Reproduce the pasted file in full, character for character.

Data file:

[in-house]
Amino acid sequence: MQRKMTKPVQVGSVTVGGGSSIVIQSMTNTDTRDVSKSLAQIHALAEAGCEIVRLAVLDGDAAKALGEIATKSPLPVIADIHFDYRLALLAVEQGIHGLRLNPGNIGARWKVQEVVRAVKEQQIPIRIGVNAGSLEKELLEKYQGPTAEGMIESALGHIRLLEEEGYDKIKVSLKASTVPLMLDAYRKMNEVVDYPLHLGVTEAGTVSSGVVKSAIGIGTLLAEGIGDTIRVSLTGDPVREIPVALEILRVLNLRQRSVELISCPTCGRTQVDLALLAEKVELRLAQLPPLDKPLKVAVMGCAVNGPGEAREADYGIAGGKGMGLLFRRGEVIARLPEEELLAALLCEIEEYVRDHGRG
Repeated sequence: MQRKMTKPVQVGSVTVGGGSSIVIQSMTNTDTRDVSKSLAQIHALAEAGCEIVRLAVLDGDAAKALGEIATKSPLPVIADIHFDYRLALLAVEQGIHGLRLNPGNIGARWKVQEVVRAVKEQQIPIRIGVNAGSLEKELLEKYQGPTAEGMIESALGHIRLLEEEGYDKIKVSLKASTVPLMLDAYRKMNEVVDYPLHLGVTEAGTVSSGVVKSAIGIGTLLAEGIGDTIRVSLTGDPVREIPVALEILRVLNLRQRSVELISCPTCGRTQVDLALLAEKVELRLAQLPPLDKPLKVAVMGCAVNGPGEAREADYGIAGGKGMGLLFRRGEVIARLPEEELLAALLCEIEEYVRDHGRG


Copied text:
[in-house]
Amino acid sequence: MQRKMTKPVQVGSVTVGGGSSIVIQSMTNTDTRDVSKSLAQIHALAEAGCEIVRLAVLDGDAAKALGEIATKSPLPVIADIHFDYRLALLAVEQGIHGLRLNPGNIGARWKVQEVVRAVKEQQIPIRIGVNAGSLEKELLEKYQGPTAEGMIESALGHIRLLEEEGYDKIKVSLKASTVPLMLDAYRKMNEVVDYPLHLGVTEAGTVSSGVVKSAIGIGTLLAEGIGDTIRVSLTGDPVREIPVALEILRVLNLRQRSVELISCPTCGRTQVDLALLAEKVELRLAQLPPLDKPLKVAVMGCAVNGPGEAREADYGIAGGKGMGLLFRRGEVIARLPEEELLAALLCEIEEYVRDHGRG
Repeated sequence: MQRKMTKPVQVGSVTVGGGSSIVIQSMTNTDTRDVSKSLAQIHALAEAGCEIVRLAVLDGDAAKALGEIATKSPLPVIADIHFDYRLALLAVEQGIHGLRLNPGNIGARWKVQEVVRAVKEQQIPIRIGVNAGSLEKELLEKYQGPTAEGMIESALGHIRLLEEEGYDKIKVSLKASTVPLMLDAYRKMNEVVDYPLHLGVTEAGTVSSGVVKSAIGIGTLLAEGIGDTIRVSLTGDPVREIPVALEILRVLNLRQRSVELISCPTCGRTQVDLALLAEKVELRLAQLPPLDKPLKVAVMGCAVNGPGEAREADYGIAGGKGMGLLFRRGEVIARLPEEELLAALLCEIEEYVRDHGRG